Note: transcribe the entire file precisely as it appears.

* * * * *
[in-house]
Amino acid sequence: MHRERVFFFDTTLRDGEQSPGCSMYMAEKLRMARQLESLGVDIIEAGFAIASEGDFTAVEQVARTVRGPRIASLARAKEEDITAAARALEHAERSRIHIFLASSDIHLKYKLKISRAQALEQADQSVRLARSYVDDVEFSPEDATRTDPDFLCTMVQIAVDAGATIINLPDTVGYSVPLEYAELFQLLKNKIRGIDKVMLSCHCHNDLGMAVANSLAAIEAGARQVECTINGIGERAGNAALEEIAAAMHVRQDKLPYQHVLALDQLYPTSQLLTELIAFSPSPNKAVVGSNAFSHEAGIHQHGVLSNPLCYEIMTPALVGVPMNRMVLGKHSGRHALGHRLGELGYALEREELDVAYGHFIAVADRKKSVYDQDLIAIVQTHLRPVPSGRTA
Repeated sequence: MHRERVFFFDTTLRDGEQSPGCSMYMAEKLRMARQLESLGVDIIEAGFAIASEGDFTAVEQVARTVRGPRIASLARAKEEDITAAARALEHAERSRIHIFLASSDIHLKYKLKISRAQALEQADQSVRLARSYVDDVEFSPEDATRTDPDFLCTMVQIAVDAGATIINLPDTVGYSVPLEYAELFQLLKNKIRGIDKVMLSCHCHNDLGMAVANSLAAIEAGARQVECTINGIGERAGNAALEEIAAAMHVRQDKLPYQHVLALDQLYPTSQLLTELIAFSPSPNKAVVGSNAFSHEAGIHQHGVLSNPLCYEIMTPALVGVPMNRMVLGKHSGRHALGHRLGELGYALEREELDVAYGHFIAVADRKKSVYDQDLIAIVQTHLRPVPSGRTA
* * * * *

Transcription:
[in-house]
Amino acid sequence: MHRERVFFFDTTLRDGEQSPGCSMYMAEKLRMARQLESLGVDIIEAGFAIASEGDFTAVEQVARTVRGPRIASLARAKEEDITAAARALEHAERSRIHIFLASSDIHLKYKLKISRAQALEQADQSVRLARSYVDDVEFSPEDATRTDPDFLCTMVQIAVDAGATIINLPDTVGYSVPLEYAELFQLLKNKIRGIDKVMLSCHCHNDLGMAVANSLAAIEAGARQVECTINGIGERAGNAALEEIAAAMHVRQDKLPYQHVLALDQLYPTSQLLTELIAFSPSPNKAVVGSNAFSHEAGIHQHGVLSNPLCYEIMTPALVGVPMNRMVLGKHSGRHALGHRLGELGYALEREELDVAYGHFIAVADRKKSVYDQDLIAIVQTHLRPVPSGRTA
Repeated sequence: MHRERVFFFDTTLRDGEQSPGCSMYMAEKLRMARQLESLGVDIIEAGFAIASEGDFTAVEQVARTVRGPRIASLARAKEEDITAAARALEHAERSRIHIFLASSDIHLKYKLKISRAQALEQADQSVRLARSYVDDVEFSPEDATRTDPDFLCTMVQIAVDAGATIINLPDTVGYSVPLEYAELFQLLKNKIRGIDKVMLSCHCHNDLGMAVANSLAAIEAGARQVECTINGIGERAGNAALEEIAAAMHVRQDKLPYQHVLALDQLYPTSQLLTELIAFSPSPNKAVVGSNAFSHEAGIHQHGVLSNPLCYEIMTPALVGVPMNRMVLGKHSGRHALGHRLGELGYALEREELDVAYGHFIAVADRKKSVYDQDLIAIVQTHLRPVPSGRTA